Even President Obama, who has been hailed by Democrats around the country as a bastion of progressive values, has overseen more deportations than any previous president, including his infamous predecessor, warmonger George W. Bush. And while Obama has offered some cursory attention to the Black Lives Matter movement, the president has been fairly recently taken to task by some within that movement as offering little more than lip service on the subject.
Black activist Aislinn Pulley, who turned down an invite to the White House for what she described as a “sound bite for the president,” expressed that while real dialogue about anti-Blackness and state violence is needed, Obama has not offered such dialogue.
Rather than travel to the White House at a time when presidential politics dominate nearly every news cycle, Pulley chose to stay in Chicago, where frontline work against anti-Blackness and state violence is unfolding every day. In an op-ed explaining her refusal to meet with the president, Pulley made numerous demands on behalf of Black Lives Matter Chicago that reflected the group’s intersectional organizing praxis, including “an end to the ongoing police violence against Indigenous people” and “the immediate halting of the deportation raids of undocumented people,” in addition to “full reparations for all descendants of the trans-Atlantic slave trade.”
While Chicago has seen intense discussion of how Black and Brown struggles intersect, thanks to groups like We Charge Genocide and Black Lives Matter Chicago, these conversations are also happening on a much broader scale.
On occasion, I’ve made the mistake of referring to slavery as America’s “original sin”, which ignores the fact that our current democracy would not have been possible without the genocide of indigenous people. I think we should speak of “original sins” – in the plural – if we want to give an accurate account of our nation’s formation.
As an Indigenous woman whose organizing centers the violence of the carceral system, I deeply appreciated Alexander’s statement. Because just as the prison industrial complex is an extension of slavery through the continued commodification and control of Black bodies, deportation, immigrant incarceration and state-sanctioned border violence is the continuance of Native genocide.
Colonialist borders may have divided Indigenous people into state-based identities, but many who are considered “Latino” have far more ties to what is now called the United States than any descendant of white settlers. The practice of divorcing people from land and thereby erasing a group’s identity and claim to resources is consistent with the history of both anti-Native and anti-Black policies in the United States. Acknowledging the ways in which these mechanisms continue to affect our lives is crucial to the work of dismantling them.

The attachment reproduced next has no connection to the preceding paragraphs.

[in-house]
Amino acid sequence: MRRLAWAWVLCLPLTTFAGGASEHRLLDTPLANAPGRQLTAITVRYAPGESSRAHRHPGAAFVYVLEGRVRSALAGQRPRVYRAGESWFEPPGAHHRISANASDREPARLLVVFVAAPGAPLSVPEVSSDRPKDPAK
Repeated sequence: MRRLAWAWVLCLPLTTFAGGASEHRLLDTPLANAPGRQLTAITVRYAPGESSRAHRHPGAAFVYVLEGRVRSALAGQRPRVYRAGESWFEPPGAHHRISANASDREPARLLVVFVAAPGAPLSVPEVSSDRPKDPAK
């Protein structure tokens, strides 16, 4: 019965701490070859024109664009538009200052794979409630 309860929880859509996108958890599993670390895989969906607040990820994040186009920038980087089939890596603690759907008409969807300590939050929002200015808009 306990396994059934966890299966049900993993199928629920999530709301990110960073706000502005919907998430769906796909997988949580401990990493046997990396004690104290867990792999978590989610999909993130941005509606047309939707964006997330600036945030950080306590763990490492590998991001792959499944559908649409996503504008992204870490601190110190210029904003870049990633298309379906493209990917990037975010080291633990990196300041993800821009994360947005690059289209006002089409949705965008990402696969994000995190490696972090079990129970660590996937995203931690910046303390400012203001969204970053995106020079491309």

The prison industrial complex and state-sanctioned anti-Black violence are matters of both policy and philosophy in the United States. They are embedded in every layer of this country’s social order, just as the continued violent displacement of people with an Indigenous connection to this land reflects the same political mindset that brought forth the Trail of Tears.
The overlap of these oppressions – which ensnares Black immigrants and Indigenous prisoners alike – bears out the reality that the violence of white supremacy is not composed of straight lines, jutting forward in various directions, but is, in reality, a tangle of human suffering.
And while groups affected by various forms of injustice will always generate works that center the struggle and survival of their own people, it is important to note that both action and complex discourse are happening at the intersections of Black and Brown struggle. Interrogation of the ways in which our communities have been alienated from one another – and at times, betrayed one another – under white supremacy is also happening.
As OCAD and Assata’s Daughters have recently demonstrated, there are Brown activists committed to undermining anti-Blackness at the state level and within their own communities, just as there are Black freedom fighters who are willing to put their bodies on the line to stop deportation raids.
The media has recently been rife with think pieces about what young organizers ought to be doing to expand and sustain their movements. While often well intended, these sideline debates all too frequently erase the work that communities are already actively engaged in. Fortunately, that work is managing to find an audience, even if the mainstream media has yet to embrace it.
Jenni Martinez, a 19-year-old youth leader with OneAmerica in Seattle, has experienced the violence of immigration raids and deportations. After watching OCAD’s action unfold on social media, Martinez says she was deeply inspired.
“Seeing Chicago’s Black and Brown organizers putting their bodies on the line, side-by-side, left me in awe,” Martinez told Truthout. Martinez noted that “media narratives have a way of erasing the labor, innovation and analysis of young organizers,” adding that, “I just hope these brave young people know that we see them. Because we need them, and we are proud.”